This lesson describes what an AICD is and how it can be helpful for patients at risk of cardiac events. Learn more about this life-saving device, including just how safe and easy it is to insert!
What Is an AICD?
Think of the last time you walked up the stairs. Or, if you exercise, how you felt after a short run on the treadmill. It is likely that your heart was beating faster even before you started moving. Now, imagine that your heartbeat was trailing behind your intensity.
Maybe instead the opposite was happening too: a low intensity workout pushing your heartbeat to a disturbingly high level. If this type of cardiac activity continues and the doctor diagnoses you with an abnormality, you may need surgery. Such instances can be alarming, but thankfully, technology is available to help control your heartbeat.An automatic implantable cardioverter defibrillator (AICD) is a small device, made up of a wire and body, used to continuously check your heartbeat. AICDs are extraordinary machines designed to help the pace of the heart and to deliver a shock, if needed. Overall, such devices can speed up or slow down your heart rate, with the ultimate goal of keeping your heartbeat as normal as possible.
Arrhythmia and Defibrillation
Think again of that instance when your heart sped up after a low intensity workout. It is likely that, after a few seconds, your heartbeat returned to normal. However, what if it did not stabilize, or it seemed to be beating at an aberrant interval? Irregular heartbeat is described as an arrhythmia, an abnormal rhythm of the heart (just remember ‘a’ for ‘arrhythmia’ and ‘abnormal’). AICDs are one of the methods used to treat arrhythmia. Unlike a pacemaker that continuously controls heart rate, an AICD is a sensor, monitoring your heartbeat for any inconsistencies.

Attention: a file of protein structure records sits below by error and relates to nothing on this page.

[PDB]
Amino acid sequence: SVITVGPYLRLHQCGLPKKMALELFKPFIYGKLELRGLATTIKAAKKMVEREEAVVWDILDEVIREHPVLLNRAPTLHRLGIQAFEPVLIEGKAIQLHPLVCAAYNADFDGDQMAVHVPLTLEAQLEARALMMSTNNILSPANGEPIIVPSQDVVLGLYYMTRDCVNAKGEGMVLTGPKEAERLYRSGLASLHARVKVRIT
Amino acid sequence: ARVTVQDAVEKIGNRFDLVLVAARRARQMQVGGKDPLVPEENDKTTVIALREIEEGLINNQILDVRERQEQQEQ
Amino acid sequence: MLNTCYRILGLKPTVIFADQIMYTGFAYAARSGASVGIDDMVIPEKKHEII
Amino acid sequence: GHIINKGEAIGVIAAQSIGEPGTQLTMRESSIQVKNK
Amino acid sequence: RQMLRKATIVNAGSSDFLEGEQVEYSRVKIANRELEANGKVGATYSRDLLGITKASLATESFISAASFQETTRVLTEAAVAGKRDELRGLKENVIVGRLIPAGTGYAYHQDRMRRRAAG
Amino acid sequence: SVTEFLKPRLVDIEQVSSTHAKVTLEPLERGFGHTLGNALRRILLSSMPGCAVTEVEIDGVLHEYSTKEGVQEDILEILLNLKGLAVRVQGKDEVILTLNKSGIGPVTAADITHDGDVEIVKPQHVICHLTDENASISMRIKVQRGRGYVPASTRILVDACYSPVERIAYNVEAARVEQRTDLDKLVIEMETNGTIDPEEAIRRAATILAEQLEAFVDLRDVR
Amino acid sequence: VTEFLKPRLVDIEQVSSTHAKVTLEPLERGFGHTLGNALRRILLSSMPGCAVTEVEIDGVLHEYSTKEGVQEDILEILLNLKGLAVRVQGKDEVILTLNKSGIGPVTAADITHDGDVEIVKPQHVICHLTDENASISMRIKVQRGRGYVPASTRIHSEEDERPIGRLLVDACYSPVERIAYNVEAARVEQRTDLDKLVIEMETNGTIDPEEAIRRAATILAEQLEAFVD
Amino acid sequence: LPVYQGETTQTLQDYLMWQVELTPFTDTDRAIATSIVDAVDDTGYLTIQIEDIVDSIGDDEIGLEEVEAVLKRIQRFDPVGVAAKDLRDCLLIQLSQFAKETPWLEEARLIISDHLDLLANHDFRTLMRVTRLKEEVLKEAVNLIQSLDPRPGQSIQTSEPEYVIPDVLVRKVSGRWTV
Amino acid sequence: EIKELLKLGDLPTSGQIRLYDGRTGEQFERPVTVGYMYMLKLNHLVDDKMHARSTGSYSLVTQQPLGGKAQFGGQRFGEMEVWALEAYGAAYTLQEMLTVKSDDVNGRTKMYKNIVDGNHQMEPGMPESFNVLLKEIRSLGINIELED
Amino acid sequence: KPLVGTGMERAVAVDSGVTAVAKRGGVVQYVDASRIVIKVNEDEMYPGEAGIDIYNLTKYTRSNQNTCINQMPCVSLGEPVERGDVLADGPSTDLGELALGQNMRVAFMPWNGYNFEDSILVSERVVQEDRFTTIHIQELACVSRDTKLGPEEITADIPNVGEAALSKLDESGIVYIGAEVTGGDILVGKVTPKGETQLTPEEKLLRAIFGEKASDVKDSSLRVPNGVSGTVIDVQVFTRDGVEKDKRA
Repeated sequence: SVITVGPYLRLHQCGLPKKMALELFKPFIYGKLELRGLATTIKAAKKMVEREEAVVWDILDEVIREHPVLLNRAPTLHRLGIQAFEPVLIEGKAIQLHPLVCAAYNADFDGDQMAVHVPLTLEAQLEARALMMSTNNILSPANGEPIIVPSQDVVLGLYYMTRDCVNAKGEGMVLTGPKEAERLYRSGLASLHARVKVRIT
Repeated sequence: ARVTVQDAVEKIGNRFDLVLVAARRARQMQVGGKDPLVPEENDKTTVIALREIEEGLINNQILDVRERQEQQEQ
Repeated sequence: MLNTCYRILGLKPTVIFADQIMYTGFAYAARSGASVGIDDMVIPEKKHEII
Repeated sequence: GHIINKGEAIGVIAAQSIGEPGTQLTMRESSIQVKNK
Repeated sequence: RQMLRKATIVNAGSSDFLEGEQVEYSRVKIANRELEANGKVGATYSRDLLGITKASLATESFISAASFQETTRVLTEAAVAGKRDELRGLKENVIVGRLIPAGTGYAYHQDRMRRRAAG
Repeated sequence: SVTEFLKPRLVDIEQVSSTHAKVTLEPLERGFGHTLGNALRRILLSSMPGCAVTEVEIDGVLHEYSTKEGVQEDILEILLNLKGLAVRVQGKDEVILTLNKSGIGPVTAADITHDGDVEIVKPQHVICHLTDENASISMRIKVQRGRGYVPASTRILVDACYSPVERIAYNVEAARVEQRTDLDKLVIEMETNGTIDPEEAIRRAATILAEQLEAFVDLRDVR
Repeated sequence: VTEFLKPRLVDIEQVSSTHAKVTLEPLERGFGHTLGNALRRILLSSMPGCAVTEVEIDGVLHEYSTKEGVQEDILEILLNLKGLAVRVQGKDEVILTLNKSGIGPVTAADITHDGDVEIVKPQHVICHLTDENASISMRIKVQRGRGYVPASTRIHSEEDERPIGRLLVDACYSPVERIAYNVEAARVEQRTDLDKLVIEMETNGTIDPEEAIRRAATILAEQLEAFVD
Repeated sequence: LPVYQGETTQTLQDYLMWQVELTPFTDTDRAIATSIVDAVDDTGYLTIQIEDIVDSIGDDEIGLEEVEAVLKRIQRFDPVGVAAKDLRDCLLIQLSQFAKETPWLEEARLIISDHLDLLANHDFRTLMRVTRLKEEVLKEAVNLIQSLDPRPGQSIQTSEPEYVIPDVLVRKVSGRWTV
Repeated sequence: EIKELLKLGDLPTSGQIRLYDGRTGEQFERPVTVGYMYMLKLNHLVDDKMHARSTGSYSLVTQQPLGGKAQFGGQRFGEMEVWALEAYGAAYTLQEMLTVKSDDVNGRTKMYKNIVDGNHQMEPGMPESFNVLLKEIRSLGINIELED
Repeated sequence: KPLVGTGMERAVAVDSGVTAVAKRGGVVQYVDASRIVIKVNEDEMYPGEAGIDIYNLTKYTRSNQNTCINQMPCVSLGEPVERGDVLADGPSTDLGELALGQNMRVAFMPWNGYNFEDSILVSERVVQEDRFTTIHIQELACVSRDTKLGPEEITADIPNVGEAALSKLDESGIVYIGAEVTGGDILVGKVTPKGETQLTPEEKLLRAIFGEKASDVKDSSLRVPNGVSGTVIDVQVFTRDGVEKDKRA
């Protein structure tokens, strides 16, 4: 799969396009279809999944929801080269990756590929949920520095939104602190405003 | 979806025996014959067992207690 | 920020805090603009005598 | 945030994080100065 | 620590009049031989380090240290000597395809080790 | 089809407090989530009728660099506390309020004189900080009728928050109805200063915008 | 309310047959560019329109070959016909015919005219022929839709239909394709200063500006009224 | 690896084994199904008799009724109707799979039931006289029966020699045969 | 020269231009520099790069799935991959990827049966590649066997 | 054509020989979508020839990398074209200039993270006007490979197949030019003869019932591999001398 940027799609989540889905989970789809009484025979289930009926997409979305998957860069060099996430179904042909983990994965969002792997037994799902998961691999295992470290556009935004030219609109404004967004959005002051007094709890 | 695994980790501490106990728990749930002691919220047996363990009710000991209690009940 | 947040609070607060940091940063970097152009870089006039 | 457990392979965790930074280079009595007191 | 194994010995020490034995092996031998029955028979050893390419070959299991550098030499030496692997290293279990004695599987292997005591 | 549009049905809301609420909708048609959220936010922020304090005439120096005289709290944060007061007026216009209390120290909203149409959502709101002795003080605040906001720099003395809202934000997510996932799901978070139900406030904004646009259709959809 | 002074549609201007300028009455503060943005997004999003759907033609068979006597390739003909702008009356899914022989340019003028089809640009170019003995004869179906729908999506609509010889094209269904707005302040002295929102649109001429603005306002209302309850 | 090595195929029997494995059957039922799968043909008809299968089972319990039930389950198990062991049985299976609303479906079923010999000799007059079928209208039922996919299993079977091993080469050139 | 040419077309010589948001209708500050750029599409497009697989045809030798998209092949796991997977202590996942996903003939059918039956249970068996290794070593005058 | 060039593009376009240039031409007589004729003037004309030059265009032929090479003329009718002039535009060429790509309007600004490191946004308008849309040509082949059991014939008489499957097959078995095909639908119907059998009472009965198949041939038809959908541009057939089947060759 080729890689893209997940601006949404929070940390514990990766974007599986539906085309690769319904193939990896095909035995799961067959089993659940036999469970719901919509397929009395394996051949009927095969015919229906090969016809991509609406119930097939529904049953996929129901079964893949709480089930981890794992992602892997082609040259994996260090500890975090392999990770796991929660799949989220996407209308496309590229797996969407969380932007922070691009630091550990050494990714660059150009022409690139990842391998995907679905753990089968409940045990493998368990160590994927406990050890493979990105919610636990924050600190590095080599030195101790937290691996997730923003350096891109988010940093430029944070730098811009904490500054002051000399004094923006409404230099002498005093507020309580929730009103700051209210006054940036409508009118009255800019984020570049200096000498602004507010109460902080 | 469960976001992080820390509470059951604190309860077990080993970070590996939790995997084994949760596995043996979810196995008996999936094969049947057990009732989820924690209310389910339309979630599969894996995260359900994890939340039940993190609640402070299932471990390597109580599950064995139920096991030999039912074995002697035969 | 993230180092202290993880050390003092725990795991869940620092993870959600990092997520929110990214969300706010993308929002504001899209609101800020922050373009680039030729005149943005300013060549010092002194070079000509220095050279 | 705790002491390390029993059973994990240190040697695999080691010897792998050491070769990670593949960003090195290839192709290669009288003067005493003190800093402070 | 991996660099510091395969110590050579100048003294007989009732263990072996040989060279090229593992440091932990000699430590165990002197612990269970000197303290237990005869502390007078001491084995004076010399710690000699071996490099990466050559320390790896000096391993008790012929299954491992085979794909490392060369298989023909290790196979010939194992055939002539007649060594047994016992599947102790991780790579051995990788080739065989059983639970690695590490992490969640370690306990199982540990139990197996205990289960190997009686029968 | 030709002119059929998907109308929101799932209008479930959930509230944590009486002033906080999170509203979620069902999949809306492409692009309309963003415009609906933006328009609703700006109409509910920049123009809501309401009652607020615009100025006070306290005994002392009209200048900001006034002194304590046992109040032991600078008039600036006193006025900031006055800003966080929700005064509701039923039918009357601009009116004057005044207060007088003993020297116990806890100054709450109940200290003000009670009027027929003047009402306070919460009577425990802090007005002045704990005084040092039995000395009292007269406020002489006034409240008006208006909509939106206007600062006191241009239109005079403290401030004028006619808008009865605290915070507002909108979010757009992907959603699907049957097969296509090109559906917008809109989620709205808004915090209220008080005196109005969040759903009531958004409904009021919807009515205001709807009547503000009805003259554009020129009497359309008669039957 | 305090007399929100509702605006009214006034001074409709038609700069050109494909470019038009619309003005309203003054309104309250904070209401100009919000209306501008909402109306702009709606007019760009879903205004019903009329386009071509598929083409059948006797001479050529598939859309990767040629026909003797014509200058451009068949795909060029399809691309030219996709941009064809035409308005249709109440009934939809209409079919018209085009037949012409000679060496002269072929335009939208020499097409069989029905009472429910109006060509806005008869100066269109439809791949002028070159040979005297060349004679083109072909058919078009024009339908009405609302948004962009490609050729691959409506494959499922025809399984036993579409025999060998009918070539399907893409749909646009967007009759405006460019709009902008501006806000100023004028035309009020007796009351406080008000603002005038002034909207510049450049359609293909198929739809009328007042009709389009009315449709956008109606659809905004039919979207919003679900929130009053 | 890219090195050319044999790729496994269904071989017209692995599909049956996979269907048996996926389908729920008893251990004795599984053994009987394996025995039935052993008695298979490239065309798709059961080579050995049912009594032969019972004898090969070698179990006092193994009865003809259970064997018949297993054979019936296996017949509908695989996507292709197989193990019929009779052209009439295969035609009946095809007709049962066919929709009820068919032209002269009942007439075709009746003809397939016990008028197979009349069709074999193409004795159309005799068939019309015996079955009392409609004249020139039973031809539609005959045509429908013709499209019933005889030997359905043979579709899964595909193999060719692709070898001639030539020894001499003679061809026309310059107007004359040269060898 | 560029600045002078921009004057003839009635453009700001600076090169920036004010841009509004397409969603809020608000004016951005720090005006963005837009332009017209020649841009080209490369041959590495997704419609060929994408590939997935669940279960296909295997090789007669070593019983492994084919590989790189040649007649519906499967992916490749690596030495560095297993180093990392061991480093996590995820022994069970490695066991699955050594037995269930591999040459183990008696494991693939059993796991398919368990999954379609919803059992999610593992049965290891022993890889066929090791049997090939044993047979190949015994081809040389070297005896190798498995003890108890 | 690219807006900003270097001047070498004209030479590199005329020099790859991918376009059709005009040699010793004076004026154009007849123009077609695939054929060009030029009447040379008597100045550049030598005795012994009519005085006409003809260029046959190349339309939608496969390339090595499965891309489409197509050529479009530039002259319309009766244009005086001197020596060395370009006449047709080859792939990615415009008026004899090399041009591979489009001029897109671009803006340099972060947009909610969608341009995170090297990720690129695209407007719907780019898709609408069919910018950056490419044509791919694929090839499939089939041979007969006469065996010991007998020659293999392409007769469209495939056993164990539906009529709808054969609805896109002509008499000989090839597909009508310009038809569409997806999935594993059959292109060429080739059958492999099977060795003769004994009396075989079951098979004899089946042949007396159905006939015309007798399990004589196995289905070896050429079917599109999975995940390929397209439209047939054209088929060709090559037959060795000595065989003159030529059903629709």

The AICD can function in two main ways: providing low impulses to return the heart to a normal beating rate or delivering high-intensity shocks to protect against cardiac arrest. The intense shocks are called defibrillation and are meant to jolt the heart back into a normal rhythm. Think of Frankenstein when he was shocked to life. Often, this procedure can be lifesaving.
AICDs are normally given to patients with a high risk of a life-threatening cardiac event. For example, if you have already suffered from a heart attack, an AICD may be recommended. Additionally, if you have congenital heart disease or other heart-related syndromes, your doctor may suggest the device. No matter the reason, AICDs are a backup to your heart, providing a cushion in case of an emergency.
Placement of the AICD
Because of its relatively small size (about the size of a watch face), the placement of the AICD does not require major surgery, and recovery time is minimal.
Now let’s imagine that you are observing the surgeon as they place the AICD inside a patient. First, the patient’s vital signs are monitored during the entire length of the surgery, making sure that their heartbeat and breathing remain normal. Although the patient may receive some sedation, the surgery is often conducted while they’re still awake. However, in patients with pre-existing heart rhythm disorders (such as Brugada Syndrome), general anesthesia may be more safe than local anesthesia, which may accentuate arrhythmia.The doctor then inserts a catheter, which is a thin tube, into a blood vessel underneath their collarbone. The AICD wire (electrode) is then fed through the catheter, into the blood vessel, until it reaches the heart.
You watch the wire slowly move towards the heart through X-ray imagery, which helps the doctor visualize and guide the wire. Next, the wire is attached to the body of the AICD, and the device is implanted under the skin, typically near the collarbone. After some testing, the patient’s incision is closed, and the short recovery time begins. Overall, the surgery is not overly dangerous, and a small price to pay for a potentially life-saving support system.
Irregular heartbeat, or arrhythmia, may require an AICD, or automatic implantable cardioverter defibrillator. An AICD can be thought of as a backup for your heart, waiting for an abnormal heartbeat and then delivering a shock to return your heart rate to normal. The shock itself is referred to as defibrillation.
The AICD consists of a wire, which is placed in the heart through a blood vessel, and a body, which will be housed under your skin, oftentimes near the collarbone. AICDs are generally recommended for patients who have survived heart attacks or have a history of heart disease.Medical Disclaimer: The information on this site is for your information only and is not a substitute for professional medical advice.